The concept that programs must be “mission critical,” essential services, or core to the agency's purpose or mission emerged as a major theme. Interview respondents identified the “authorizing environment”' as a motivator for the focus on core services. Respondents reported that rounds of compounding budget reductions have meant repeated cuts that now force many to decide between “important” and “critical” programs.
State public health leaders reported using many criteria when making budget- and priority-setting decisions. Although several related to the nature of the public health problem being addressed—for example, how serious are the consequences to the public's health if a program is not funded or how many people are affected—practitioners fundamentally operate in a political environment where much of the final decision making is out of their control. Those at the executive level were more likely to cite external directives than were the respondents who headed a specific division such as environmental health, preparedness, or maternal and child health.
Steps to a Sustainable Public Health System
State health officials face a difficult task in communicating the value of public health interventions in politically acceptable terms. This is especially true during difficult financial times like the present. Some may view this merely as the way things are and do not feel it worthy of further commentary. However, we take the position that a better understanding of how and why politics interacts with the budget- and priority-setting processes is critical to a sustainable public health system. In the course of future research with these and complementary data, we plan to characterize budget- and priority-setting processes and typify trends through further examination of criteria, the use of fees/fines to supplement funding, budget tradeoffs, and the impact of political structure and historical context on decision making. Findings from this and related research will allow for the creation of decision support and evidence-based tools that are both theoretically sound and practically useful because they comport with political realities. In this era of diminishing resources and health care changes, these tools are ever more critical for a public health system to ensure protection of the public's health.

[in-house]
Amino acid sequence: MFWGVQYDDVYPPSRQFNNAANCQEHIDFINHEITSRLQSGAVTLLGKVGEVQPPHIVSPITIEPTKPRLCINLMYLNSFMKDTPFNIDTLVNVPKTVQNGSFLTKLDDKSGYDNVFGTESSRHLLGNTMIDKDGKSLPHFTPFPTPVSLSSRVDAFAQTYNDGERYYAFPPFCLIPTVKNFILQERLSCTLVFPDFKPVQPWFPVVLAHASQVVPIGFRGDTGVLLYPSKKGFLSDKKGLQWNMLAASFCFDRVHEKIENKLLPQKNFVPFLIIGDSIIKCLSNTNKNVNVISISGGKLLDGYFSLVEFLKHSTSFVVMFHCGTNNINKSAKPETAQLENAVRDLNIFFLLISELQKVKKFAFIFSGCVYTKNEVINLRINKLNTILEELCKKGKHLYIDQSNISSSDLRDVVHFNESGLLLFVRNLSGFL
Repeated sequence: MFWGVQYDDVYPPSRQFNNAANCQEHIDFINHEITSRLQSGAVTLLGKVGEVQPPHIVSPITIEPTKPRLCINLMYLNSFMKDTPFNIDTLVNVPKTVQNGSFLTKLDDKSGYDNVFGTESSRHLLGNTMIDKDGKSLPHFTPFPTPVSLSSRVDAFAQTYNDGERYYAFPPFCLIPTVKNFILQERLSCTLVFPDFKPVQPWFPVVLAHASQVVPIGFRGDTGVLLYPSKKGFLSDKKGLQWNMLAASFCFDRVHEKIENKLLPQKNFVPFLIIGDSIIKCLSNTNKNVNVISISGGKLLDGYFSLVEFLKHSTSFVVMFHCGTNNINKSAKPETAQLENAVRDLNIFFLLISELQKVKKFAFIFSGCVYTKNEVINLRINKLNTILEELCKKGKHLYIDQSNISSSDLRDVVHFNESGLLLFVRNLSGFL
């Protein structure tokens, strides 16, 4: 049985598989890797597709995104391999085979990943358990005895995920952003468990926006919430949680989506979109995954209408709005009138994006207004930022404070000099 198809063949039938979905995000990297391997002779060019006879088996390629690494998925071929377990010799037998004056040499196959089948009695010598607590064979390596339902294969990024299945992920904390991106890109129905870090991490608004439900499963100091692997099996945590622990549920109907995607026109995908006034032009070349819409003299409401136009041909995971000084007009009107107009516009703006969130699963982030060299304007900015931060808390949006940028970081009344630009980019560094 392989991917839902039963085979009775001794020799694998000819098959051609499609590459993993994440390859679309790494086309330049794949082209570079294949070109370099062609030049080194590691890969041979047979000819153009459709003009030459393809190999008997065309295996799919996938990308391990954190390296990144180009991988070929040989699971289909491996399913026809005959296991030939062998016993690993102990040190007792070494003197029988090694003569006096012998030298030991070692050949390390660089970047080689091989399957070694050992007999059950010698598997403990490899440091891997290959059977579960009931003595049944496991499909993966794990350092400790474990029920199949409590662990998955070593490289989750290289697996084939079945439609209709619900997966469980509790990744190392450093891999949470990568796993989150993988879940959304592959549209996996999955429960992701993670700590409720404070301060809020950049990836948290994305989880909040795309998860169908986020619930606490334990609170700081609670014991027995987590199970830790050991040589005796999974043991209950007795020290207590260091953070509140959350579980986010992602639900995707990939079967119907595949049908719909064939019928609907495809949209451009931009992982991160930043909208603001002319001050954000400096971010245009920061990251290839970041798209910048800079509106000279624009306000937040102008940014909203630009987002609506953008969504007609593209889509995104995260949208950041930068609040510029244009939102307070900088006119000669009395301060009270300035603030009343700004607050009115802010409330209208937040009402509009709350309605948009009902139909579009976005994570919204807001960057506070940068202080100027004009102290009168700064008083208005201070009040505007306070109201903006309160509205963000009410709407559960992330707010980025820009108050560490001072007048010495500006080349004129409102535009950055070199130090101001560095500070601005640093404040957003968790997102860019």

ASTHO's Winter Meeting
In December 2011, a total of 28 state health officials entered into a meeting in San Antonio to begin considering what “the health department of the future” should be. Health officials exchanged practical ideas and frameworks for making decisions around prioritization and leading state and territorial health agencies into the future, given the current economic and political contexts regarding issues such as opportunities and challenges associated with state and national health reform efforts, better integration of public health and health care, and voluntary national accreditation. Their ideas resonated with both the findings in the study described earlier and some of the recommendations in the IOM's report on public health finance.
Echoing the “mission critical” criterion described earlier, the state health officials emphasized the importance of prioritization tools to help SHAs identify a critical set of core services. They also agreed that services that can be provided only by SHAs should be given special consideration, which aligns with the “delivery by others” criterion identified in the Johns Hopkins-ASTHO survey. This theme pervades the IOM report, particularly in its development of the concept of a “minimum package of public health services” consisting of “foundational capabilities” health departments need to have and “basic services” they need to be able to provide. It is important to take regional variation and unique safety net roles in some states into account when considering what the health department of the future should look like.